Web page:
By now, it has been well established that Corzine’s former firm, MF Global, committed the sin of sins for a broker-dealer. In late October, during the final, desperate days before it entered bankruptcy proceedings, its executives took money from segregated customer accounts — money that belonged not to MF Global but to the farmers and commodities traders that were its clients — and used it to prop up its rapidly collapsing business. Nor was this petty cash: of the $6.9 billion in customer assets that MF Global held, a stunning $1.6 billion is missing. There is virtually no chance that the full amount will ever be recovered.
Let’s not mince words here. These executives committed a crime. Virtually every knowing violation of the Commodities Exchange Act is a crime, but taking money from segregated customer accounts is at the top of the list. And for good reason. Customer money is supposed to be sacrosanct. If a broker-dealer goes bankrupt, the segregated accounts are supposed to remain safe, a little like the way bank deposits remain protected if a bank goes under. Indeed, customers need to be able to trust the fact that their money is segregated and protected at all times. Otherwise, the markets can’t function.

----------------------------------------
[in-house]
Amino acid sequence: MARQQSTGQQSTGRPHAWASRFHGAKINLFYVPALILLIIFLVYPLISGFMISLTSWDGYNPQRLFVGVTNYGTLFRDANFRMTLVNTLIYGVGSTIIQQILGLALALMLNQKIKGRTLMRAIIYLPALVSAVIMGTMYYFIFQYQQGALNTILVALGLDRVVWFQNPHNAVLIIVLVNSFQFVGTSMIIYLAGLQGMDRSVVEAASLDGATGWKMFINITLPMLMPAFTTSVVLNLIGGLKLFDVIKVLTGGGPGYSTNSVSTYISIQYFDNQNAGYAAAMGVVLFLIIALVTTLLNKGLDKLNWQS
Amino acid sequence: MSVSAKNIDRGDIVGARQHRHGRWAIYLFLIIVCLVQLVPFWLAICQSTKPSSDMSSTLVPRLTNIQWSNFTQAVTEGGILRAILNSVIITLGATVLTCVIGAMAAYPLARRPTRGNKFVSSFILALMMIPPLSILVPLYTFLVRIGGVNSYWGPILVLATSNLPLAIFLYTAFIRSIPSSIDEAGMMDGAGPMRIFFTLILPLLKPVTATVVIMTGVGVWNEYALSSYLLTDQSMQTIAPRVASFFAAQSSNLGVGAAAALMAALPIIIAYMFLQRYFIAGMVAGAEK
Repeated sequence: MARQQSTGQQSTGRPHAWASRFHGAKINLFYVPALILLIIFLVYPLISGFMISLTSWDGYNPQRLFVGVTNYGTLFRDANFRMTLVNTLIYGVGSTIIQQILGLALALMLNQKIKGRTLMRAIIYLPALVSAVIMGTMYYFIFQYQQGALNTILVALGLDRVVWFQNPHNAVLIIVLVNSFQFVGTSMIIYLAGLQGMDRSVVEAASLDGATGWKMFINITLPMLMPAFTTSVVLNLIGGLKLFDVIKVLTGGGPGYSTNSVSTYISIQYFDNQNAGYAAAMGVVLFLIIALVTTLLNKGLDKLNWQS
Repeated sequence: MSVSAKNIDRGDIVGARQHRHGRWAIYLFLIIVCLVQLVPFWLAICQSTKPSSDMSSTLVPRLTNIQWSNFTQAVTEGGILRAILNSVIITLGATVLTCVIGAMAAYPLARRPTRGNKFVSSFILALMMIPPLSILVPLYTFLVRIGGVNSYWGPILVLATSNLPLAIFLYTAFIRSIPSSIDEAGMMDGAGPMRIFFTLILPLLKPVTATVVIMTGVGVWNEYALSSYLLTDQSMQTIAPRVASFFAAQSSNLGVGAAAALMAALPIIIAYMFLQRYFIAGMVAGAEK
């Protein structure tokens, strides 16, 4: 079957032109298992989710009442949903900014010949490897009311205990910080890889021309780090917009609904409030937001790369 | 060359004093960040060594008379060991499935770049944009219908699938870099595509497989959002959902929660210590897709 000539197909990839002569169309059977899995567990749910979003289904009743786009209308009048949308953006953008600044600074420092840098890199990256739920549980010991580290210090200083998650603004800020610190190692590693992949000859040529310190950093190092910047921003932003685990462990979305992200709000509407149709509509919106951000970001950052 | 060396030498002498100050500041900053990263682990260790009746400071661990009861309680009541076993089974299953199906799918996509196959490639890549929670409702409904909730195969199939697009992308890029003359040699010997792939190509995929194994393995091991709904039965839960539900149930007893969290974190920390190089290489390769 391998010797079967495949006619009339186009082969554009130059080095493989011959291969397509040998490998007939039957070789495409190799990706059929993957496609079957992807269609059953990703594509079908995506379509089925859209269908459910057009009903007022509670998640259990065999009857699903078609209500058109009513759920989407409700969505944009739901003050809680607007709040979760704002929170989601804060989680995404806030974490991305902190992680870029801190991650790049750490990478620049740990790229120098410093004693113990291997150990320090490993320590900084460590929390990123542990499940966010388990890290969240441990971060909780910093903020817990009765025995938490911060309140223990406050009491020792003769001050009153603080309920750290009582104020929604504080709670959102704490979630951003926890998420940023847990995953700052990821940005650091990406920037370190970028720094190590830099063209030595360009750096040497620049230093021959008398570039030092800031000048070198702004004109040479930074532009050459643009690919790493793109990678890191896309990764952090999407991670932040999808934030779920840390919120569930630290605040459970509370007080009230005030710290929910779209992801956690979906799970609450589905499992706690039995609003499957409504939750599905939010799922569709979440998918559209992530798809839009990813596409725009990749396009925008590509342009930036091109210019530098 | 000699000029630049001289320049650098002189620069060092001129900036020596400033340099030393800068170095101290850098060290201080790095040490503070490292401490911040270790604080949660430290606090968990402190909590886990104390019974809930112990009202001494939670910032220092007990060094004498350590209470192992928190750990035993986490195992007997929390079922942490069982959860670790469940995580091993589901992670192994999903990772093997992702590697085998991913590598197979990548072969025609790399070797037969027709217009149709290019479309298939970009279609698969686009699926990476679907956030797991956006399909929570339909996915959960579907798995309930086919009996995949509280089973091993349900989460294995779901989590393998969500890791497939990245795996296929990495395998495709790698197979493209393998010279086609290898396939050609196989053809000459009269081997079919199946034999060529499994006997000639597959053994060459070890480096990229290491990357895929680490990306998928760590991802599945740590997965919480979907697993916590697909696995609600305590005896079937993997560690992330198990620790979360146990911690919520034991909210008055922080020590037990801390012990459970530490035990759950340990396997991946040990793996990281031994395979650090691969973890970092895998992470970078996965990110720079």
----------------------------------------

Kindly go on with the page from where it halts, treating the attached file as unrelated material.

Yet, a few weeks ago, Azam Ahmed and Ben Protess, who have done a remarkable job covering the MF Global bankruptcy for The Times, wrote an article suggesting that prosecutors were having trouble putting together a criminal case against anyone at MF Global. So far, wrote Ahmed and Protess, they’d been “unable to find a smoking gun.” In fact, they continued, “a number of federal prosecutors have expressed doubts” that MF Global “intentionally misused customer money.” Apparently, the current theory is that it was all just a big accident, the chaos of those final days causing the firm’s executives to tap into customer funds without realizing it.
Excuse me while I roll my eyes. Of course there isn’t a smoking gun. As a general rule, financial professionals tend not to write e-mails that say, “Hey, we’re desperate. Let’s break into the customer accounts!” And, of course, they are always going to say it was unintentional. They are saying it already, starting with Corzine, who told Congress last year that “there was no intention to violate segregation rules.”